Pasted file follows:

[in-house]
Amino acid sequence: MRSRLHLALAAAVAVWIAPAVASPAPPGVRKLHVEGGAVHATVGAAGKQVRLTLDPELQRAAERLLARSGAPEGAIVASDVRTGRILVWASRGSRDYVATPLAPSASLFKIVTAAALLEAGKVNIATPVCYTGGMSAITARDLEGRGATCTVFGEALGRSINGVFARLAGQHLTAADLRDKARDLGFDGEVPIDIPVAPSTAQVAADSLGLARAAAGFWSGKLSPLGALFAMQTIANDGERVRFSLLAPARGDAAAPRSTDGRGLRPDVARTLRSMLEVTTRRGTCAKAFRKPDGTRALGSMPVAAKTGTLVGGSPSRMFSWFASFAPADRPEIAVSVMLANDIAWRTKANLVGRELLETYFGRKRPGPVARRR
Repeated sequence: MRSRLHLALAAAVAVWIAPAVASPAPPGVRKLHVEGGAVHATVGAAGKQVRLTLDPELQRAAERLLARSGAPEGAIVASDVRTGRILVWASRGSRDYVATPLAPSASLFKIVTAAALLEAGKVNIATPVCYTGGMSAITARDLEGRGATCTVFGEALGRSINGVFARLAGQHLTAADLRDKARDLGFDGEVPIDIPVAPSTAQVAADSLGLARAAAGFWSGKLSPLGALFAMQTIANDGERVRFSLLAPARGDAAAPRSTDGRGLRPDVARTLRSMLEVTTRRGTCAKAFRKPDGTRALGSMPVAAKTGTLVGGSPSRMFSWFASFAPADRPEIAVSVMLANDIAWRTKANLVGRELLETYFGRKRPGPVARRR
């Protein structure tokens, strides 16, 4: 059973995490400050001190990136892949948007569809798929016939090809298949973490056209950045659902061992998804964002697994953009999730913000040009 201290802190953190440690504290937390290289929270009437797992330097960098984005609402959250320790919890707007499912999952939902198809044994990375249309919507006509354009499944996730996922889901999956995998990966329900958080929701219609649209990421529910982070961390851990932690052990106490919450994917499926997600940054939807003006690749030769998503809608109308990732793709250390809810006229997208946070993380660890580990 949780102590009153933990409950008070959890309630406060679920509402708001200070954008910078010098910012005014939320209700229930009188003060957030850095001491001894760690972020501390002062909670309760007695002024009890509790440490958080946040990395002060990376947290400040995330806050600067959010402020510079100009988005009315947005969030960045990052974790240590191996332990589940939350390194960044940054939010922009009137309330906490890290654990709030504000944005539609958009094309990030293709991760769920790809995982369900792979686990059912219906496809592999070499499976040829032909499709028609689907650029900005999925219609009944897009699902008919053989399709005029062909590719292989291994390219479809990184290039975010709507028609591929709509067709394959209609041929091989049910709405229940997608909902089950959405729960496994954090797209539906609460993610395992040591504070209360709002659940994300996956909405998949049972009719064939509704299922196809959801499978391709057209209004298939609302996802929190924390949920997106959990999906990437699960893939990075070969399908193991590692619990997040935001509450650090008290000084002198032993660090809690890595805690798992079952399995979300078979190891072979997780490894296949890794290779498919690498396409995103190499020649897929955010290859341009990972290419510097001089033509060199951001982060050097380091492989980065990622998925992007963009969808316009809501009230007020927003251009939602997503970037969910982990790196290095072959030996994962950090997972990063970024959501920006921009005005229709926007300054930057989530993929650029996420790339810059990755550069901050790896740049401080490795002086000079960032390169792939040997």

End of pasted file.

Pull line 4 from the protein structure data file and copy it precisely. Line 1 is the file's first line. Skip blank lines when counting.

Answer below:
């Protein structure tokens, strides 16, 4: 059973995490400050001190990136892949948007569809798929016939090809298949973490056209950045659902061992998804964002697994953009999730913000040009 201290802190953190440690504290937390290289929270009437797992330097960098984005609402959250320790919890707007499912999952939902198809044994990375249309919507006509354009499944996730996922889901999956995998990966329900958080929701219609649209990421529910982070961390851990932690052990106490919450994917499926997600940054939807003006690749030769998503809608109308990732793709250390809810006229997208946070993380660890580990 949780102590009153933990409950008070959890309630406060679920509402708001200070954008910078010098910012005014939320209700229930009188003060957030850095001491001894760690972020501390002062909670309760007695002024009890509790440490958080946040990395002060990376947290400040995330806050600067959010402020510079100009988005009315947005969030960045990052974790240590191996332990589940939350390194960044940054939010922009009137309330906490890290654990709030504000944005539609958009094309990030293709991760769920790809995982369900792979686990059912219906496809592999070499499976040829032909499709028609689907650029900005999925219609009944897009699902008919053989399709005029062909590719292989291994390219479809990184290039975010709507028609591929709509067709394959209609041929091989049910709405229940997608909902089950959405729960496994954090797209539906609460993610395992040591504070209360709002659940994300996956909405998949049972009719064939509704299922196809959801499978391709057209209004298939609302996802929190924390949920997106959990999906990437699960893939990075070969399908193991590692619990997040935001509450650090008290000084002198032993660090809690890595805690798992079952399995979300078979190891072979997780490894296949890794290779498919690498396409995103190499020649897929955010290859341009990972290419510097001089033509060199951001982060050097380091492989980065990622998925992007963009969808316009809501009230007020927003251009939602997503970037969910982990790196290095072959030996994962950090997972990063970024959501920006921009005005229709926007300054930057989530993929650029996420790339810059990755550069901050790896740049401080490795002086000079960032390169792939040997």